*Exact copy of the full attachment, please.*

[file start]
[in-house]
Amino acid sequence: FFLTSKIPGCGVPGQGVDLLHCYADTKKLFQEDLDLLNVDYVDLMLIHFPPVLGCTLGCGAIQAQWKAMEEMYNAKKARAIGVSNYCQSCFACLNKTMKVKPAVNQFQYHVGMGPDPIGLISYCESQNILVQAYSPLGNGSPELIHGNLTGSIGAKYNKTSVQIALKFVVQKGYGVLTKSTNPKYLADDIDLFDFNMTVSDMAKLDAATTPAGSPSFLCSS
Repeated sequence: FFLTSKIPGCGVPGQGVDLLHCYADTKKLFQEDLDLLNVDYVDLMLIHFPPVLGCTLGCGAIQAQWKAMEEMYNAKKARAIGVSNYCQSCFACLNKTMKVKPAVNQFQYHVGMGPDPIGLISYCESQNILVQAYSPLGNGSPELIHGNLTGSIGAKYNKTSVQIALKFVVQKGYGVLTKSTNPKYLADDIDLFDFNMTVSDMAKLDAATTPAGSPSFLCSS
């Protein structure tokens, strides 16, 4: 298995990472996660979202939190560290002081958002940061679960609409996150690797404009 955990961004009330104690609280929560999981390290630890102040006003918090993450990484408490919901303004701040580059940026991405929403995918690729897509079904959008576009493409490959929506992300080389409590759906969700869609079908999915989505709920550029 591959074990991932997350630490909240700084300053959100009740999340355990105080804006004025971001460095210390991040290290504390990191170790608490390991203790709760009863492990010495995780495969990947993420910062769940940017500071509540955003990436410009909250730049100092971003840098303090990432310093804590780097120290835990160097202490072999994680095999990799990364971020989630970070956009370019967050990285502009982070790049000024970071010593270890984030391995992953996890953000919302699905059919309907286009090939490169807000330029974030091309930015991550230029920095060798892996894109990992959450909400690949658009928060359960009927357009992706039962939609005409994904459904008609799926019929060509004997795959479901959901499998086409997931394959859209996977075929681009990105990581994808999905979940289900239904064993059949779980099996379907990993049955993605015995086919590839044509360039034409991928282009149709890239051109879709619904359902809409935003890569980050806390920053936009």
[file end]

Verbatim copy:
[in-house]
Amino acid sequence: FFLTSKIPGCGVPGQGVDLLHCYADTKKLFQEDLDLLNVDYVDLMLIHFPPVLGCTLGCGAIQAQWKAMEEMYNAKKARAIGVSNYCQSCFACLNKTMKVKPAVNQFQYHVGMGPDPIGLISYCESQNILVQAYSPLGNGSPELIHGNLTGSIGAKYNKTSVQIALKFVVQKGYGVLTKSTNPKYLADDIDLFDFNMTVSDMAKLDAATTPAGSPSFLCSS
Repeated sequence: FFLTSKIPGCGVPGQGVDLLHCYADTKKLFQEDLDLLNVDYVDLMLIHFPPVLGCTLGCGAIQAQWKAMEEMYNAKKARAIGVSNYCQSCFACLNKTMKVKPAVNQFQYHVGMGPDPIGLISYCESQNILVQAYSPLGNGSPELIHGNLTGSIGAKYNKTSVQIALKFVVQKGYGVLTKSTNPKYLADDIDLFDFNMTVSDMAKLDAATTPAGSPSFLCSS
């Protein structure tokens, strides 16, 4: 298995990472996660979202939190560290002081958002940061679960609409996150690797404009 955990961004009330104690609280929560999981390290630890102040006003918090993450990484408490919901303004701040580059940026991405929403995918690729897509079904959008576009493409490959929506992300080389409590759906969700869609079908999915989505709920550029 591959074990991932997350630490909240700084300053959100009740999340355990105080804006004025971001460095210390991040290290504390990191170790608490390991203790709760009863492990010495995780495969990947993420910062769940940017500071509540955003990436410009909250730049100092971003840098303090990432310093804590780097120290835990160097202490072999994680095999990799990364971020989630970070956009370019967050990285502009982070790049000024970071010593270890984030391995992953996890953000919302699905059919309907286009090939490169807000330029974030091309930015991550230029920095060798892996894109990992959450909400690949658009928060359960009927357009992706039962939609005409994904459904008609799926019929060509004997795959479901959901499998086409997931394959859209996977075929681009990105990581994808999905979940289900239904064993059949779980099996379907990993049955993605015995086919590839044509360039034409991928282009149709890239051109879709619904359902809409935003890569980050806390920053936009």